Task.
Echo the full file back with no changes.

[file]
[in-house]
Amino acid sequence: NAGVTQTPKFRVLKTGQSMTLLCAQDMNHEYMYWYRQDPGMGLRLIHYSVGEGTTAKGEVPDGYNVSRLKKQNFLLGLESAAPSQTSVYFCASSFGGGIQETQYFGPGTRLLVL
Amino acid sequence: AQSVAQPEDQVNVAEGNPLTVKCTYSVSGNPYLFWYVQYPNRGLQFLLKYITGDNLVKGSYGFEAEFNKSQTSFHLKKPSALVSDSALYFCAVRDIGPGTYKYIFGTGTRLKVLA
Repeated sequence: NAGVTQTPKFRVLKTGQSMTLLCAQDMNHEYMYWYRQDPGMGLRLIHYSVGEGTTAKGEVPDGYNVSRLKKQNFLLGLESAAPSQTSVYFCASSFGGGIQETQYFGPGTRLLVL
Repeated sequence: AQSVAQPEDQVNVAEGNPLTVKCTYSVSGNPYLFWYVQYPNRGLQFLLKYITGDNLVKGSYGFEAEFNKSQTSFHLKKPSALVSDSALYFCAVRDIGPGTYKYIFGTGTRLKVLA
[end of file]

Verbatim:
[in-house]
Amino acid sequence: NAGVTQTPKFRVLKTGQSMTLLCAQDMNHEYMYWYRQDPGMGLRLIHYSVGEGTTAKGEVPDGYNVSRLKKQNFLLGLESAAPSQTSVYFCASSFGGGIQETQYFGPGTRLLVL
Amino acid sequence: AQSVAQPEDQVNVAEGNPLTVKCTYSVSGNPYLFWYVQYPNRGLQFLLKYITGDNLVKGSYGFEAEFNKSQTSFHLKKPSALVSDSALYFCAVRDIGPGTYKYIFGTGTRLKVLA
Repeated sequence: NAGVTQTPKFRVLKTGQSMTLLCAQDMNHEYMYWYRQDPGMGLRLIHYSVGEGTTAKGEVPDGYNVSRLKKQNFLLGLESAAPSQTSVYFCASSFGGGIQETQYFGPGTRLLVL
Repeated sequence: AQSVAQPEDQVNVAEGNPLTVKCTYSVSGNPYLFWYVQYPNRGLQFLLKYITGDNLVKGSYGFEAEFNKSQTSFHLKKPSALVSDSALYFCAVRDIGPGTYKYIFGTGTRLKVLA